Running a business is never easy. It becomes complicated when you try to be the one-man army. Therefore, people often choose partnerships in business. Partnerships allow better economic support and also more brainpower. This blog – Dissolution Of Partnership Firm – highlights how firms dissolve their partnership.
In India, all the aspects of the partnership are discussed in “The Indian Partnership Act, 1932”. This law tells us that: partnership is an association of two or more people who jointly agreed to share the firm’s profit in consented profit ratio. Now, we all know what a partnership is. But, do we know how the firm dissolves their partnership?
What is Dissolution Of Partnership Firm?
Let us first define the “dissolution of partnership firm”. The Dissolution of a partnership firm is a process in which the partnership between the partners is dissolved or terminated. In case of the dissolution of the partnership of a firm, the firm still exists in the books. The firm will dissolve only when all the assets are being disposed of and liabilities are settled. Only the partnership between the partners is dissolved.
When does the Dissolution Of Partnership Firm occur?
We all know that the firm continues its process even after the dissolution of the partnership. The dissolution of the partnership firm occurs in cases of:
- Death of existing partners.
- Admission of a new partner.
- Changes in profit sharing ratios.
- Expiration of partnership term.
Ways for the Dissolution Of Partnership Firm
Now, we know what is a partnership firm, what is the dissolution of a partnership firm and what causes it. Let us now move on to the ways in which the dissolution of a partnership firm happens.
1. Compulsory Dissolution
Compulsory dissolution of partnership firms takes place in the following conditions.
- The insolvency of all the partners or one partner makes them incompetent to enter into a contract with them.
- When the firm is involved in illegal activities.
- Sometimes, it becomes unlawful for the firm to continue in the business due to some events. For instance, there are two partners who run the business. One is from India and the other is from a different country and suppose that these two countries started the war. Then, the business will be considered unlawful.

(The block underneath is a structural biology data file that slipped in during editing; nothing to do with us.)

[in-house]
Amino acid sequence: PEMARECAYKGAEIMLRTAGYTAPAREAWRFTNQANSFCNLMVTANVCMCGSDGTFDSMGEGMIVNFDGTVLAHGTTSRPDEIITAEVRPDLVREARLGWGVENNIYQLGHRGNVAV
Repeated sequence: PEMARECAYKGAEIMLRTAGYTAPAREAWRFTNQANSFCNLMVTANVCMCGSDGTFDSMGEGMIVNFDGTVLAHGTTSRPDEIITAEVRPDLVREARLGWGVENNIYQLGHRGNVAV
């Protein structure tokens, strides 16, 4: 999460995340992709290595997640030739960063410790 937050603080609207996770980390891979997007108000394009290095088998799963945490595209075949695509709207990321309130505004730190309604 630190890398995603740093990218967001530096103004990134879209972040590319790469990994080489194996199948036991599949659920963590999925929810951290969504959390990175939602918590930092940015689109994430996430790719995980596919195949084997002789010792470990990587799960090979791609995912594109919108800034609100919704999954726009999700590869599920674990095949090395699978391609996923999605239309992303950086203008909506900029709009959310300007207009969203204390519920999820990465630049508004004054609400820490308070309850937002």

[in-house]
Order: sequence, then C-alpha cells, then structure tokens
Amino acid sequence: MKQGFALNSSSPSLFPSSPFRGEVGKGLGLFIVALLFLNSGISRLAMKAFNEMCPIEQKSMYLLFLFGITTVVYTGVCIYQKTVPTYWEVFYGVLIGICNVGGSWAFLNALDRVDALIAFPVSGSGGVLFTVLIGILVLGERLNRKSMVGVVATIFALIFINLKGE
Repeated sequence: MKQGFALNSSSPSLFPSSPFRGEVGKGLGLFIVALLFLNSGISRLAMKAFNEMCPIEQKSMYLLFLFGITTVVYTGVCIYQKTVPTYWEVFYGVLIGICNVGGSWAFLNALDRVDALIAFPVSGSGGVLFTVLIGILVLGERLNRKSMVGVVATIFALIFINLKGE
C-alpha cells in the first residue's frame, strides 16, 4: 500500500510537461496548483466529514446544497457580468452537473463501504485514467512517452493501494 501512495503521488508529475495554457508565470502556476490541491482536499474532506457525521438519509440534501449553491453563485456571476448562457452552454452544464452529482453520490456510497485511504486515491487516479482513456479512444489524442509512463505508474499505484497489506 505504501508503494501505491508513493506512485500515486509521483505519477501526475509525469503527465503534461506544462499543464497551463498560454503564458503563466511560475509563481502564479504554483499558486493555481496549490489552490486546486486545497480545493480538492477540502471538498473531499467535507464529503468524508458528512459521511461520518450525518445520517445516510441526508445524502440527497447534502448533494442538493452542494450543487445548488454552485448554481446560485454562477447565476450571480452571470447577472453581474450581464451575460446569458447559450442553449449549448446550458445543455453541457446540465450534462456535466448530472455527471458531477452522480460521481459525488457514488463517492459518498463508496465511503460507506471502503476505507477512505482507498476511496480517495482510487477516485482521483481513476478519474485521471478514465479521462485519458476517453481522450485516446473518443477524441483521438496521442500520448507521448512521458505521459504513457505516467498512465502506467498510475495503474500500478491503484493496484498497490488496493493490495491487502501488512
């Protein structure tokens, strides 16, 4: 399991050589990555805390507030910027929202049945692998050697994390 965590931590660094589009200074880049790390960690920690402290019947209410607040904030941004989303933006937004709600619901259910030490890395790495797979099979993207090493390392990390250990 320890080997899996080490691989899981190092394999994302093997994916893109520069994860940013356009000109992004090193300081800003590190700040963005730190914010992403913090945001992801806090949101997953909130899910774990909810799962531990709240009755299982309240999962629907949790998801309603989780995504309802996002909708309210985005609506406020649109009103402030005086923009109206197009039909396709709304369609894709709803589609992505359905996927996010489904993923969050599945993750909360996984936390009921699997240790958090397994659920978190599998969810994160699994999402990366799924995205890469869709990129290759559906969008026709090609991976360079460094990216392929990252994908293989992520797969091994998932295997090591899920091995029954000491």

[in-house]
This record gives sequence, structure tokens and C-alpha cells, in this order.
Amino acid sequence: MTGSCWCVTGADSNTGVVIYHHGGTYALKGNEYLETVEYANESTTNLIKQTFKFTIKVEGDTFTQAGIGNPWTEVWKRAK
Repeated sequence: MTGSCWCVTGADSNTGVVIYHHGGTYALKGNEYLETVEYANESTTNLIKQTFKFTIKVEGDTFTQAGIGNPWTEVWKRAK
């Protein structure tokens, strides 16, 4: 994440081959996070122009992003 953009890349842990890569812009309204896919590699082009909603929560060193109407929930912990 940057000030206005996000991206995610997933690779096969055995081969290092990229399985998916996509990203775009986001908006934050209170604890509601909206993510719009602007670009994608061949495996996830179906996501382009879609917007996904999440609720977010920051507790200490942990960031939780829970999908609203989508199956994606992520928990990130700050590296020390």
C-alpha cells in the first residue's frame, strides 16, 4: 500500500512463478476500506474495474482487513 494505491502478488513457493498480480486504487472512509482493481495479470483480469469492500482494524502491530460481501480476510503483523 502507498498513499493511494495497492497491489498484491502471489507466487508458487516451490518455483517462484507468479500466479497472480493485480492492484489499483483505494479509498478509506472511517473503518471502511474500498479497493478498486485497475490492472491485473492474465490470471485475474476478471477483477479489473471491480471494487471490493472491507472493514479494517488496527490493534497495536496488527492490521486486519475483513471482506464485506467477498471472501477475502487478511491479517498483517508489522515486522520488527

2. Dissolution by Agreement
A firm can decide to dissolve its working after taking the consent of all the partners. The firm can, also, have an agreement in which it says that the firm will dissolve on this date. Then, dissolution will take place in accordance with that.
3. When contingencies arise
Following are the contingencies by which dissolution can arise.
- A partner becomes insolvent
- Death of a partner.
- Firms can be created for a particular venture and after completion of that venture. The firm automatically gets dissolved.
- The Firm can be formed for a fixed term.
4. Dissolution by Notice
When the partnership is formed at will, the partner can write a notice to another partner regarding the intention of dissolving the partnership firm.
5. Dissolution by the court
Sometimes it happens that a partner files a complaint of dissolving his partnership firm in court. This happens during the following conditions:-
- When the court considers the dissolution as just and fair.
- The partner becomes insane.
- When a business cannot be carried on with loss.
- The partner breaches the agreement time by time.
- When a partner got involved in some activities which adversely affects the firm’s business.
- The partner shifts their interest from their own firms to a third-party venture.
- When a partner cannot do their job permanently.
Do you know how settlement happens in partnership firms?
No? Then, let us find out.
In case that partnership firm does not have an agreement regarding the dissolution of a partnership firm. Then, the Indian Partnership Act, 1932 will apply.
- The firm will pay the losses, including the deficiency in the capital firstly, through profits. Secondly, out of the profits of partners and lastly by the partners, individually, in the designated profit-sharing ratios.
- The firm shall use its assets to pay out the firm’s debt. Secondly, for paying any loan or advances given by partners and lastly to pay partners’ capital. After all the settlement has been made, the leftover profit shall be shared in the partner’s profit-sharing ratios.
To recapitulate, the Dissolution of a partnership firm is not an easy task. We must comply with many laws and explain to various stakeholders, like shareholders, who have a direct link with the business. All the partners need to agree upon the dissolution before doing it.
This blog is written by Dhron Choudhary. He is pursuing PGDM in supply chain management from Northern College School of Applied Science and Arts. He is an introverted person with a passion for doing exercises like swimming, gym and tennis. Dhron is passionate about finance and want to pursue a career in finance only.